What marketers do need to focus on, however, is how those campaign assets are performing at any given time. So instead of the traditional Sprint Review, a tweak in marketing would be looking at how campaigns are doing, and using that data to drive conversations.
Scrum roles aren’t apples-to-apples in marketing either. While the idea of a dedicated Scrum Master that doesn’t do work is great, marketing teams are so lean that this seldom happens unless it’s a very large company.
With my clients, I often create a role called “Agile Champion,” and that’s the person on the team who will champion new ways of working but still does work themselves. This practice seems much easier to implement. The person in that role feels empowered to lead change but doesn’t feel like they have to master a new job altogether.
The role of Product Owner doesn’t always resonate with marketers since they aren’t out there looking at a vision for a new product. However, I’ve often used “Marketing Owner,” which is quite similar. However, a marketing strategist typically fills it, and their role doesn’t change too much, except they become the one person that prioritizes the team’s backlog.
Blending in Kanban
Most of the time, Kanban alone doesn’t solve the challenges marketers face because there isn’t adequate planning and stakeholder engagement. Nevertheless, a few practices from this framework greatly benefit marketers.
The ones I’ve found most useful to incorporate are: visualizing the work, work item types, measuring cycle time and setting work in progress limits. By visualizing work, teams can understand where work is at any point in time. Work item types (such as a social post or blog) are great for understanding individual efforts and process inefficiencies. Measuring cycle time allows teams to understand how long a work item type takes to complete and streamline the flow. Setting work-in-progress limits helps teams finish the task rather than starting too many tasks at once.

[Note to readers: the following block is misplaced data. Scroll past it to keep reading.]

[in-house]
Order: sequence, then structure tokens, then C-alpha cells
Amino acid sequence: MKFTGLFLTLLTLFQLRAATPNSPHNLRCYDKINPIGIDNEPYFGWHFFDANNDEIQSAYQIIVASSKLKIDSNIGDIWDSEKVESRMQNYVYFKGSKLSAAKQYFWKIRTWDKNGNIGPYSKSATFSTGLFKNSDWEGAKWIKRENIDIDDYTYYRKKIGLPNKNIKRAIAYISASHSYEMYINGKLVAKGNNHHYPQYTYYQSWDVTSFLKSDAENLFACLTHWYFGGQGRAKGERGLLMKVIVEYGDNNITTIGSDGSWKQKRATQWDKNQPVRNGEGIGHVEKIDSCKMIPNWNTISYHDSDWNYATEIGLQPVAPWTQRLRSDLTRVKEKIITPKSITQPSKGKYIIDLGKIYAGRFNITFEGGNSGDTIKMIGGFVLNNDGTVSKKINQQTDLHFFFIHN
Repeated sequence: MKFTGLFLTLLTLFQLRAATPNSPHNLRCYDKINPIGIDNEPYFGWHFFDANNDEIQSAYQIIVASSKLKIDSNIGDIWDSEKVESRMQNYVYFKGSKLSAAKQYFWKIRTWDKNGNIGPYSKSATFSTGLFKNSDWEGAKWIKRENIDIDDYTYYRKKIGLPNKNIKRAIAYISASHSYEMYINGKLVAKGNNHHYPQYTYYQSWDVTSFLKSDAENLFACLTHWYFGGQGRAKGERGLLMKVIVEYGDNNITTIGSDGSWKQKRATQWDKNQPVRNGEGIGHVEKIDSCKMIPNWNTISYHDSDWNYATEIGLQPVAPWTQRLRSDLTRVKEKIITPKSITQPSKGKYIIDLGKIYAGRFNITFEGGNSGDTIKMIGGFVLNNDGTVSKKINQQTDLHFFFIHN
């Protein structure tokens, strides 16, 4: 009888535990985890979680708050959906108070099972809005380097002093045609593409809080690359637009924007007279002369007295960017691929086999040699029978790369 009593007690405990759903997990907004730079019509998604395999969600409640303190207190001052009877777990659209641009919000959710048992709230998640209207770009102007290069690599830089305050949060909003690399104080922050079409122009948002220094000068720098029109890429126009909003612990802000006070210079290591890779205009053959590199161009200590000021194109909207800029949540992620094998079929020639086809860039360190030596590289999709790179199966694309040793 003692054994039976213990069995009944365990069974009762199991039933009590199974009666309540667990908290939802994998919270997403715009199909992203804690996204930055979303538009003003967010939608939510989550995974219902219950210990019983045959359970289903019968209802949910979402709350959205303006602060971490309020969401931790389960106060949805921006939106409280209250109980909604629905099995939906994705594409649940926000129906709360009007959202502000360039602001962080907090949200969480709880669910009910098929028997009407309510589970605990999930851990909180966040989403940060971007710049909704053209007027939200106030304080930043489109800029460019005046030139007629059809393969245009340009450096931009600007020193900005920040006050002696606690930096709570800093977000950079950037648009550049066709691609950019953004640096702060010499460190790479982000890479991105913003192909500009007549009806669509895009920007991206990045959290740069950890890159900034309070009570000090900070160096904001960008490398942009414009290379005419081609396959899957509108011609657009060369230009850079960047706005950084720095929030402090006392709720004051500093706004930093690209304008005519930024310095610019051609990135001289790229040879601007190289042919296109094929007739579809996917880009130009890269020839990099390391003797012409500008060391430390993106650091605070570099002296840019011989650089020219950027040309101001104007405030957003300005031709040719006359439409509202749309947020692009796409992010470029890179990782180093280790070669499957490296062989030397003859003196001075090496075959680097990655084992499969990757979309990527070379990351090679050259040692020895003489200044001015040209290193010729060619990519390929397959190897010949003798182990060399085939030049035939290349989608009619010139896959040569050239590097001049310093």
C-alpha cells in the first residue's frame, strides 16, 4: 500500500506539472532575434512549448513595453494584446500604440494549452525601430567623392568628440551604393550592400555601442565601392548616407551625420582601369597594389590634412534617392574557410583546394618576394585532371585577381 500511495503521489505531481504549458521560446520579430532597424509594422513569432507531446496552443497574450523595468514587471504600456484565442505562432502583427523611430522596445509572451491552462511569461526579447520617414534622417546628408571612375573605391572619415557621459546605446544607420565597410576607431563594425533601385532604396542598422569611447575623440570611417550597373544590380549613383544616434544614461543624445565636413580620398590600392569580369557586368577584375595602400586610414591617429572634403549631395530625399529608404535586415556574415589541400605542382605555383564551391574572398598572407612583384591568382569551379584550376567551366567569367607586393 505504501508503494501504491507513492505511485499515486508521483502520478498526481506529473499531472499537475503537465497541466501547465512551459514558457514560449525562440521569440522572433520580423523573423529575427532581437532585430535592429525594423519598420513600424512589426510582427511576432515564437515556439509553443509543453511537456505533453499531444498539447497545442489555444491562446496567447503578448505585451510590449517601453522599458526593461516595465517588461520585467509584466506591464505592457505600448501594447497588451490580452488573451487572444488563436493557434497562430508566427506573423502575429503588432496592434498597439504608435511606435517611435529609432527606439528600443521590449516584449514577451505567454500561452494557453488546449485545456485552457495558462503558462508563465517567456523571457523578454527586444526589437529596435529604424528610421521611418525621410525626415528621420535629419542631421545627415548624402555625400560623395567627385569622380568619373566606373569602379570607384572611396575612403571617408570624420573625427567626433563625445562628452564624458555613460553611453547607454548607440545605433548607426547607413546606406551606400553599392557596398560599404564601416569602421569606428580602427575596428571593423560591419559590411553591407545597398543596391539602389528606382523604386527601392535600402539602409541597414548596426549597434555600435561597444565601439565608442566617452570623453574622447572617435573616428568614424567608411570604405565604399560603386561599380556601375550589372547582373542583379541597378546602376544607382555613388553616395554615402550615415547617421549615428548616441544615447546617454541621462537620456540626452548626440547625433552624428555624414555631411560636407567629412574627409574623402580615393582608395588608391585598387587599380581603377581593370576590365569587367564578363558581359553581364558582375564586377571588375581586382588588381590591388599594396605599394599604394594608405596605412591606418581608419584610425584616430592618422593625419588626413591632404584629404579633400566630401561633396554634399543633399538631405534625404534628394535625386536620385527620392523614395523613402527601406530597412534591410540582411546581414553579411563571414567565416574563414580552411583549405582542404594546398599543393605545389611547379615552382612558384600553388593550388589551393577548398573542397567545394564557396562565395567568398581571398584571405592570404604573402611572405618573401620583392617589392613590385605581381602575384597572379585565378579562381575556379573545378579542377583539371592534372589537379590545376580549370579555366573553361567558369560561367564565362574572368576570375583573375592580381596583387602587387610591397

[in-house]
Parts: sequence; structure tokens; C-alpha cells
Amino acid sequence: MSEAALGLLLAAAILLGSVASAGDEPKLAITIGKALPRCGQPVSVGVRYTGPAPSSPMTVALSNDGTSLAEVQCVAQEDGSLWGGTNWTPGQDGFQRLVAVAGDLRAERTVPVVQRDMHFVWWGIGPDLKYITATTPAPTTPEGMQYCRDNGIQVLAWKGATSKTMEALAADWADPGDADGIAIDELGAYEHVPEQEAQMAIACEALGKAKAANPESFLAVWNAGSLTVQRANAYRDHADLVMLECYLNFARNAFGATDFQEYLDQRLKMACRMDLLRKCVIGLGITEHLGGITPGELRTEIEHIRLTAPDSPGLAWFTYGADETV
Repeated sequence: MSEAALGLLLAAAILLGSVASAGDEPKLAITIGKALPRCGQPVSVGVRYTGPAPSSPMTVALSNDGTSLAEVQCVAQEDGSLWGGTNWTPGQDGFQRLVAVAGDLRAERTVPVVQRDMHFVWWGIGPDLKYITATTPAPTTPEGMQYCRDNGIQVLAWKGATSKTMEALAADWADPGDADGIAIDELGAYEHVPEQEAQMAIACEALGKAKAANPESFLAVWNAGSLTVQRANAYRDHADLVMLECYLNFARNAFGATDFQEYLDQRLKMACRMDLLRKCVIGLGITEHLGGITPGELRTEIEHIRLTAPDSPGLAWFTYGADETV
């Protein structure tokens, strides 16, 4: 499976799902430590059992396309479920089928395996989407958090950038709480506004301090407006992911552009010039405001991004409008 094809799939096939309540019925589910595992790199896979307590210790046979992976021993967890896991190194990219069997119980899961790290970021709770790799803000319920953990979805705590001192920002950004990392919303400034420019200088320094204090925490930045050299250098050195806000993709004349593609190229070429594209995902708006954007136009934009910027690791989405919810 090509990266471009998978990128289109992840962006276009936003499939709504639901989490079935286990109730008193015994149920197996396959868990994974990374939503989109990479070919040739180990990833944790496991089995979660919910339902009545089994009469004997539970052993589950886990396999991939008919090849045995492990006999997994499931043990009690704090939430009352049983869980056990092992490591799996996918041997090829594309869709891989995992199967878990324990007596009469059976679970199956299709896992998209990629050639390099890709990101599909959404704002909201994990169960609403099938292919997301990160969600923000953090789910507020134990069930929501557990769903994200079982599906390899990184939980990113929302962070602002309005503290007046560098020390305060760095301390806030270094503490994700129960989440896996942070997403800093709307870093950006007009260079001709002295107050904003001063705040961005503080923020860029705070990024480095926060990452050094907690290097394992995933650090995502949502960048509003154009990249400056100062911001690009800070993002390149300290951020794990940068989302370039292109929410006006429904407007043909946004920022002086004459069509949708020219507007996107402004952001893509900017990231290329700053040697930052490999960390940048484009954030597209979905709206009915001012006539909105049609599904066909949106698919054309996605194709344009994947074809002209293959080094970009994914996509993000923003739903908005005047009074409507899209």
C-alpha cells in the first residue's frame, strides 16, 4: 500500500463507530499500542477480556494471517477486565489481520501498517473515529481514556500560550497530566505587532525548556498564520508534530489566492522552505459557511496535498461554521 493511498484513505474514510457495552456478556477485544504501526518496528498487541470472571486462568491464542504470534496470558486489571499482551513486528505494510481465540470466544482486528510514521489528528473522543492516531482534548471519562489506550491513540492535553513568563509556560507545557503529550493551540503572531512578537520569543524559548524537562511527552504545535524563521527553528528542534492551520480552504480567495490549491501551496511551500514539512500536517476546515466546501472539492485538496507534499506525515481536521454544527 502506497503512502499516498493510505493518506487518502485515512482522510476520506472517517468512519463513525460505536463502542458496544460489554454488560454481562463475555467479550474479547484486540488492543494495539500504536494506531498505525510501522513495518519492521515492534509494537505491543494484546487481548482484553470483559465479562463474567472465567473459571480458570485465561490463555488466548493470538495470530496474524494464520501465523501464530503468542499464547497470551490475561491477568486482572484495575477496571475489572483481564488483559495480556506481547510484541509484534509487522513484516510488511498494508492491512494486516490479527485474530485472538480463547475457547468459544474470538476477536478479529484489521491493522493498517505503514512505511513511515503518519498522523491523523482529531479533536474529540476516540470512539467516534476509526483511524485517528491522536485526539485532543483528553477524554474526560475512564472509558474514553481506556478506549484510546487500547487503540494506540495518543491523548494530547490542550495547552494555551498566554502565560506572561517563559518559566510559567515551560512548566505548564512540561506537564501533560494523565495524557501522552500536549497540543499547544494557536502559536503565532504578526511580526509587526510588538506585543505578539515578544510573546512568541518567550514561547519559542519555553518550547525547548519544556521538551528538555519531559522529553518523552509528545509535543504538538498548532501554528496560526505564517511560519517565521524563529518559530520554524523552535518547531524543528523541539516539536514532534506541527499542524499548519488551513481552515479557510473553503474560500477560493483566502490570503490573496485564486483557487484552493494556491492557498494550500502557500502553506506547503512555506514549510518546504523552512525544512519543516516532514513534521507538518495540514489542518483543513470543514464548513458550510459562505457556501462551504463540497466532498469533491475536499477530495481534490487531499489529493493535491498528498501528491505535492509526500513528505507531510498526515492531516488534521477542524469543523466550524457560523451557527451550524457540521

I would build all of these practices into a unique framework just for marketers. Today, we’re telling marketers to figure it out, but would historical experience from agile marketing leaders help take the guesswork out of everything?
The evolution of agile marketing
In 2021 marketers came together to revamp the Agile Marketing Manifesto during a community event called #sprinttwo. We’ve come a long way in alignment with values and principles as a community, but we don’t have any standard practices.
“Marketing is a unique organizational function, and I’ve never seen two departments built the same. There’s excellent alignment and consistency with agile values and principles as air-cover to guide modern marketing. However, the execution team’s challenge is in mapping and working with methods not designed for the specifics and overall breadth of marketing,” says Michael Seaton, president at Level C Digital and agile marketing coach and trainer.
What do you think — do marketers need their own agile marketing framework?
Many marketers struggle to apply agile marketing in a way that adds value to team members. Learn how to break that pattern in this free e-book, “MarTech’s Guide to agile marketing for teams”.
Opinions expressed in this article are those of the guest author and not necessarily MarTech. Staff authors are listed here.